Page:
- Written by Administrator
- Published: 28 March 2012
(Berrybrook Oak: The magnificent Berrybrook Oak stands alone on the field. Buttkus estimates it’s about a century old.)
Where some may see simply a tree, Peter Buttkus notices its shape, he looks to see if mushrooms are growing along roots, he checks for signs of decay and the overall integrity of the structure. He can also distinguish a red oak from a white from an English.
While most of Duxbury knows Peter Buttkus as the director of Public Works, few know he’s also a nationally and internationally licensed arborist. Asked why he has such an affinity for trees, Buttkus said he’s always been invested in the outdoors and fascinated by the intricacy of plants. He said trees have an especially symbiotic relationship with their environments.
“They help cool us in the summer, and warm us in the winter by cutting the wind, they provide oxygen and prevent soil erosion,” said Buttkus. “And they’re damn pretty.” Few communities value their relationships with trees so well as Duxbury. Not only is there a plethora of mature growth all over town, it is cared for and valued by the town. As a profusion of delicate buds exploded around Duxbury during this early spring, Buttkus showed off some of Duxbury’s more prestigious trees.
“There’s nothing unusual about most of the natural species here (in Duxbury),” said Buttkus. “It’s when you get to the size that’s when you recognize there’s something special about them.”
A tree familiar to many residents is the lone black oak that stands in the middle of Berrybrook Conservation. The field is bordered by white oak and pine, cedar too, but it’s the striking black oak that draws the eye. It’s perfectly shaped and over the past century has grown to massive proportions. It’s a tree Buttkus has cared for well over the years with the help of a local landscaper. Though his department couldn’t get the crane out to prune it this winter – the ground never hardened enough to support the truck – he’ll soon send his men out in harnesses to trim dead and dying branches. But why all the fuss?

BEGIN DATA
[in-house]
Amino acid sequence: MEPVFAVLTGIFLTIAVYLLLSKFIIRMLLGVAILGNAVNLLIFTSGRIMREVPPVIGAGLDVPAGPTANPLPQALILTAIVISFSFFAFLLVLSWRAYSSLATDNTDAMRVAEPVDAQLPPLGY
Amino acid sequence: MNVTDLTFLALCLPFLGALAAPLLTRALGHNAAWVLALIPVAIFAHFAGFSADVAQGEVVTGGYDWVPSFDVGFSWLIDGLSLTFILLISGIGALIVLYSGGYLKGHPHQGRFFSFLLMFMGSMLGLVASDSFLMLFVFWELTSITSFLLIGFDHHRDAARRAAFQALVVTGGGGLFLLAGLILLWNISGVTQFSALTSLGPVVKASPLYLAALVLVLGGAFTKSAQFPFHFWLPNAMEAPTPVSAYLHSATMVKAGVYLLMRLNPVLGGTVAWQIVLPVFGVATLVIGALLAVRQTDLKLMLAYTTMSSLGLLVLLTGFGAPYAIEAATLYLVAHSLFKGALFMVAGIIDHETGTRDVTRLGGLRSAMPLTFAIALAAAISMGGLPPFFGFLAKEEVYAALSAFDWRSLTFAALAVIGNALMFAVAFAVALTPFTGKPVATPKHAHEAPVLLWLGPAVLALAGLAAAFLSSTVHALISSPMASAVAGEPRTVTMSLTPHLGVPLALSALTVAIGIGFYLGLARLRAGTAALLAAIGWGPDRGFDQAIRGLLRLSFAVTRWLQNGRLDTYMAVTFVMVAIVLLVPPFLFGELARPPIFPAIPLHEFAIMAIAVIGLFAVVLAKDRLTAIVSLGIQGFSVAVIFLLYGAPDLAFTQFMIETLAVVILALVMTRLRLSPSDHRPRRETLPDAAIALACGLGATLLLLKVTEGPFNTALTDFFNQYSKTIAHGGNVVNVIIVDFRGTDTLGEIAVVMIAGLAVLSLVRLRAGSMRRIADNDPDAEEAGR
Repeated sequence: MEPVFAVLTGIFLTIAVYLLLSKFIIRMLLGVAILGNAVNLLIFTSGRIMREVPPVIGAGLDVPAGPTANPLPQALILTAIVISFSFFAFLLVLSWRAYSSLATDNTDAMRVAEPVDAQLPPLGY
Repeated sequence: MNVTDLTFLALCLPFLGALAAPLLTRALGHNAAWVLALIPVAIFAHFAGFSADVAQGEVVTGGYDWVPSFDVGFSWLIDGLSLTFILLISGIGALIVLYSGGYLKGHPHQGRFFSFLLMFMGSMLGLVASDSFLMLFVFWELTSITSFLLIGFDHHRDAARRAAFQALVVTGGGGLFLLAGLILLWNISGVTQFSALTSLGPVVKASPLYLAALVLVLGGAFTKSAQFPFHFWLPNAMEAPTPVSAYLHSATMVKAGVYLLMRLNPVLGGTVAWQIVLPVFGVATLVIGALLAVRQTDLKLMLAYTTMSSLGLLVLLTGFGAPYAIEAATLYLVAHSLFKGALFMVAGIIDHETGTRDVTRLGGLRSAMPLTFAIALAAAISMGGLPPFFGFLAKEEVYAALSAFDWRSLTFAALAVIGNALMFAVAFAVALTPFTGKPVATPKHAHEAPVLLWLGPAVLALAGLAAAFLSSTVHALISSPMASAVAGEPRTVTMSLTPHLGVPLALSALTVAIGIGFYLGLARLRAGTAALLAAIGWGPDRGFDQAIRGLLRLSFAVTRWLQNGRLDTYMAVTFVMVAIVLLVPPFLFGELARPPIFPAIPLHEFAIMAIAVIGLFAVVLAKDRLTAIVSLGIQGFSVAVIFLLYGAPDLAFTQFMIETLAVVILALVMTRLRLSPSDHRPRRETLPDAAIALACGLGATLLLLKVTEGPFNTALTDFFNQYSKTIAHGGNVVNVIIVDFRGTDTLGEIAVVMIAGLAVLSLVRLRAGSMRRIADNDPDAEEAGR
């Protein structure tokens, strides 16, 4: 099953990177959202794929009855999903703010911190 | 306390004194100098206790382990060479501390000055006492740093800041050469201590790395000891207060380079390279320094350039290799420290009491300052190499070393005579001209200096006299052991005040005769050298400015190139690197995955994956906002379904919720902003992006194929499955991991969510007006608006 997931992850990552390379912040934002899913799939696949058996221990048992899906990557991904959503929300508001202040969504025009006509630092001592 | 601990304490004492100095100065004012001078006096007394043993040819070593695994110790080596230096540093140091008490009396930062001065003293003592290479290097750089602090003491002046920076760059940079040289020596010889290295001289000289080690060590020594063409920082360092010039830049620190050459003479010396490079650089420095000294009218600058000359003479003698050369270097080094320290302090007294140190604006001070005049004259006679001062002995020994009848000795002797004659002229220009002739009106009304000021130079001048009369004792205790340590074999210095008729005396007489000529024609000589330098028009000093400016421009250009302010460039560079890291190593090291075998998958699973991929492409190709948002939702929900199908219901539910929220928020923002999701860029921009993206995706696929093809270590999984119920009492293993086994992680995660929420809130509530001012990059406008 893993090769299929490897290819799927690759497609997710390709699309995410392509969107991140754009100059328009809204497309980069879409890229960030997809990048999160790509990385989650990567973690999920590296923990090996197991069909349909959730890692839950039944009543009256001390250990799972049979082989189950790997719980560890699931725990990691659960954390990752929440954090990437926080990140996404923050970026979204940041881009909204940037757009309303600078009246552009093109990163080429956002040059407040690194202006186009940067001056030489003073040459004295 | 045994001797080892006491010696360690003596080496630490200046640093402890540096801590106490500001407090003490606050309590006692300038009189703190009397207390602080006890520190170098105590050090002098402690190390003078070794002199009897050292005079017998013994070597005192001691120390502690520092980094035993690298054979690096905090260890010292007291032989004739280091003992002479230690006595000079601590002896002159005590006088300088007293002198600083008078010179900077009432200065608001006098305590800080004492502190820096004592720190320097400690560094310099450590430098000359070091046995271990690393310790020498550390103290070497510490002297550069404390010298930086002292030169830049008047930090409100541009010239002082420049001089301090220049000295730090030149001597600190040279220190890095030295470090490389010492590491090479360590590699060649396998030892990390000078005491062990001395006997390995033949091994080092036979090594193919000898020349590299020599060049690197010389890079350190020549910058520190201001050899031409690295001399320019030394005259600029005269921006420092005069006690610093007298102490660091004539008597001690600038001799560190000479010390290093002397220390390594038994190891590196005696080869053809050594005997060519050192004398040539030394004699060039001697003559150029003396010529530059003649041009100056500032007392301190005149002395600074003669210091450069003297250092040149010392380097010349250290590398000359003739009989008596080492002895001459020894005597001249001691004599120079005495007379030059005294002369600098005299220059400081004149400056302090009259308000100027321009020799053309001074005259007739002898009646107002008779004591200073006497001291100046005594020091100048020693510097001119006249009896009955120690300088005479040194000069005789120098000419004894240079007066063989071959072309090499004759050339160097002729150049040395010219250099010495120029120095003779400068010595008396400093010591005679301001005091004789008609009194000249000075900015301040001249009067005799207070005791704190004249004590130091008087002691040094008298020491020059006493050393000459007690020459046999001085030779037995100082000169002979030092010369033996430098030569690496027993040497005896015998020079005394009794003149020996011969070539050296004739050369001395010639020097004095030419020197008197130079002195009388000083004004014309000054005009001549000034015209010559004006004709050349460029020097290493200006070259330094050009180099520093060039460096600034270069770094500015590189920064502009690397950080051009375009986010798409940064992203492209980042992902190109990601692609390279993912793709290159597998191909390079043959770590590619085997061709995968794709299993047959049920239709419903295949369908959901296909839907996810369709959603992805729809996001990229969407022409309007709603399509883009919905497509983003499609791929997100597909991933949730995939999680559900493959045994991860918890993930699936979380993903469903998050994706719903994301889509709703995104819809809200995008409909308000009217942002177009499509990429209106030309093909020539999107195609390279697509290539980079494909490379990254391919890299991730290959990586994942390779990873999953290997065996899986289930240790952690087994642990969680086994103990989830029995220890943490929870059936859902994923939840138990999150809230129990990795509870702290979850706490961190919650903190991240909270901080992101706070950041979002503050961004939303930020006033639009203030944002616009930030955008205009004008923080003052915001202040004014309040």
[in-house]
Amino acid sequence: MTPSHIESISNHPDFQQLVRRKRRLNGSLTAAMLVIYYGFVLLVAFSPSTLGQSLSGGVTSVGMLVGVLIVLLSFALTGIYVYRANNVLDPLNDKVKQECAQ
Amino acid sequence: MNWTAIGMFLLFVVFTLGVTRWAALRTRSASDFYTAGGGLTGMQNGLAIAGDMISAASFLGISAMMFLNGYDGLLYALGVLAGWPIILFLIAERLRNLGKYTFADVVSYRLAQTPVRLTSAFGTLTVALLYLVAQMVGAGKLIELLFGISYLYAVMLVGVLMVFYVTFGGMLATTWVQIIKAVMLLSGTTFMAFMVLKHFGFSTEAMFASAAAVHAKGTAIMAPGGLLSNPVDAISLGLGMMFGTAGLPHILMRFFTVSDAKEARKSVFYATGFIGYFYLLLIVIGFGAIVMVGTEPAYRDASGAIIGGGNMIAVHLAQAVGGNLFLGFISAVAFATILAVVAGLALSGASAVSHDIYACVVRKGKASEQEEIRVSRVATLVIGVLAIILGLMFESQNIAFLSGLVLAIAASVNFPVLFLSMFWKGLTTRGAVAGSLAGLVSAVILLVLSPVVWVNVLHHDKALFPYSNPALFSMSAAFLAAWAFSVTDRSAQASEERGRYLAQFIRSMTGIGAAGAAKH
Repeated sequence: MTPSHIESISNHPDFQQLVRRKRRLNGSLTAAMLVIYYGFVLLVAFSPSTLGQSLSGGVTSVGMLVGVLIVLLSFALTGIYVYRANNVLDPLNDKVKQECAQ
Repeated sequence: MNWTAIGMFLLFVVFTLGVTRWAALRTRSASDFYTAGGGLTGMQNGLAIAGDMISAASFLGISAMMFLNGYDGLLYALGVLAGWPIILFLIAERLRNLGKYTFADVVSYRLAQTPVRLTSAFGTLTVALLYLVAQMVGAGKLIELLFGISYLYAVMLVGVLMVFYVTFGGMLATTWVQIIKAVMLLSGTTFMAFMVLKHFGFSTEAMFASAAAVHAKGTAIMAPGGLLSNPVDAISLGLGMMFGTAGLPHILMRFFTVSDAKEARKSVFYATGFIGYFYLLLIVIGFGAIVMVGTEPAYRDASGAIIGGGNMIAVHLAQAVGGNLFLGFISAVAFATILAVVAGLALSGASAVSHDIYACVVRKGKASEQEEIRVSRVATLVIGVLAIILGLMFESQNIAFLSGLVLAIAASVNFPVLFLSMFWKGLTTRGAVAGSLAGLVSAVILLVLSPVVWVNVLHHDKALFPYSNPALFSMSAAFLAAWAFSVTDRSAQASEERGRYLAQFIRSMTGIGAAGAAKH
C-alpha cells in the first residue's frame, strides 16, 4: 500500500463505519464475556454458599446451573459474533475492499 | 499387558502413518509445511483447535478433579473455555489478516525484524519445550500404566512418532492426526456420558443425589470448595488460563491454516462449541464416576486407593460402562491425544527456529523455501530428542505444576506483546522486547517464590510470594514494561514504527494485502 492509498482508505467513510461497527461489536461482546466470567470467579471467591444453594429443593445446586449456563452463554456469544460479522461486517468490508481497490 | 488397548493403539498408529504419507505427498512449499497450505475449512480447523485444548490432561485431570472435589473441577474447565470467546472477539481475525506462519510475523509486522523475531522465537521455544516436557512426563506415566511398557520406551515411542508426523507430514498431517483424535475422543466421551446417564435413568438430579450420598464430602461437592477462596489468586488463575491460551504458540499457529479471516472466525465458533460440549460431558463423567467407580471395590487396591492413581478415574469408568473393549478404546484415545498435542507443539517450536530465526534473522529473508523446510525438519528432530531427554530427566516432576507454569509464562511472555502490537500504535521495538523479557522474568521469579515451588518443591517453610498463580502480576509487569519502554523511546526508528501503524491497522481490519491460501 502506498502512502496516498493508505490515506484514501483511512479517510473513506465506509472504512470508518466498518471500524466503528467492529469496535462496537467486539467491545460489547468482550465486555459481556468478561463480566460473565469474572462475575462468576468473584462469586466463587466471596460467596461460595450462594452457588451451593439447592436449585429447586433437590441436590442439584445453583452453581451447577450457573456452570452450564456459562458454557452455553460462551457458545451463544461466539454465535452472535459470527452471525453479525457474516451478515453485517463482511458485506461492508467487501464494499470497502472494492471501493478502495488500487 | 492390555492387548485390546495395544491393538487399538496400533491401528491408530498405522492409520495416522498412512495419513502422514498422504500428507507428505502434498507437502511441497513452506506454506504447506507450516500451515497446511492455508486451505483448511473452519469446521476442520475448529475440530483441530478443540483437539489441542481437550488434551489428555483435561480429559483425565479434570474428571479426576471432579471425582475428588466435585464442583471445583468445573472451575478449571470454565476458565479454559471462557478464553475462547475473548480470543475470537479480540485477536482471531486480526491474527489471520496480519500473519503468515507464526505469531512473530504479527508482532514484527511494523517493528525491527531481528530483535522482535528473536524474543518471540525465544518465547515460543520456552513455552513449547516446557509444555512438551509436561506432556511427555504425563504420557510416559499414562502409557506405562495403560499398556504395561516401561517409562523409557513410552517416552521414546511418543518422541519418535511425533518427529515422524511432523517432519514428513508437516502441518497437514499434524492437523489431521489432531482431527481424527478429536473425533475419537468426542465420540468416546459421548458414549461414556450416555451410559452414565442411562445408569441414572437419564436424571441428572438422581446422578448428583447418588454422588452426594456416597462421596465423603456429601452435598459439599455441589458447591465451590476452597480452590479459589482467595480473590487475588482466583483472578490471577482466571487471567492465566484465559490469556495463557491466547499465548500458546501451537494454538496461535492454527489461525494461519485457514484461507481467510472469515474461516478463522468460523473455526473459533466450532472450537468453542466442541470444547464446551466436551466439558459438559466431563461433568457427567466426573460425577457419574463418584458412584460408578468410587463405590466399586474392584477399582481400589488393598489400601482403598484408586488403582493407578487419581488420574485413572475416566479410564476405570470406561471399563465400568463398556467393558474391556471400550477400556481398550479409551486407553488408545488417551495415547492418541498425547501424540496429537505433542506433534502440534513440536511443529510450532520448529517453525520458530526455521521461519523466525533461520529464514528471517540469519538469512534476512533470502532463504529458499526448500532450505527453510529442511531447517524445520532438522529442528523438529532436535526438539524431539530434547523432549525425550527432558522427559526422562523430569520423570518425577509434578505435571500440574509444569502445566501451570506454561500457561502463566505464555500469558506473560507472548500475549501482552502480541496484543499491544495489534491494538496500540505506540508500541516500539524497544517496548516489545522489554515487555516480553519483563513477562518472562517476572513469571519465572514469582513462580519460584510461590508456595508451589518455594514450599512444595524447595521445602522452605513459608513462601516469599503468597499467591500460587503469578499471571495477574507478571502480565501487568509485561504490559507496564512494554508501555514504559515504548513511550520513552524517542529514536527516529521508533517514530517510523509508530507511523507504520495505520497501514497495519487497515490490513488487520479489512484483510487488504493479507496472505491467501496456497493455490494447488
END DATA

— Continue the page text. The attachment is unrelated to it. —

“A lot of people have their trees pruned,” said Buttkus, pointing out a dead limb on the lower left side of the black oak. “You prune to protect the tree, to prevent storm damage and structural damage.”
Designated as a Tree City by the Arbor Day Foundation, a status Buttkus must apply for each year by meeting certain criteria, Duxbury takes pride in its trees. Buttkus said there are 110 miles of road in Duxbury and most of it’s tree-lined. As the man charged with taking care of the roads and the trees, he’s doubly careful that the trees are healthy so as not to cause obstructions on the roadways. His careful maintenance of the town’s woods helps the overall economy, too.
Said Buttkus, “A house that has mature trees and plenty of them surrounding it increases its real estate value anywhere from seven to 20 percent.”
At the Town Green, just past Hall’s Corner, lies Buttkus’s favorite – both the species and the actual tree. Planted in his honor when he was named Massachusetts Tree Warden of the Year in 2010, the sapling is an American Beech which will eventually grow to epic proportions.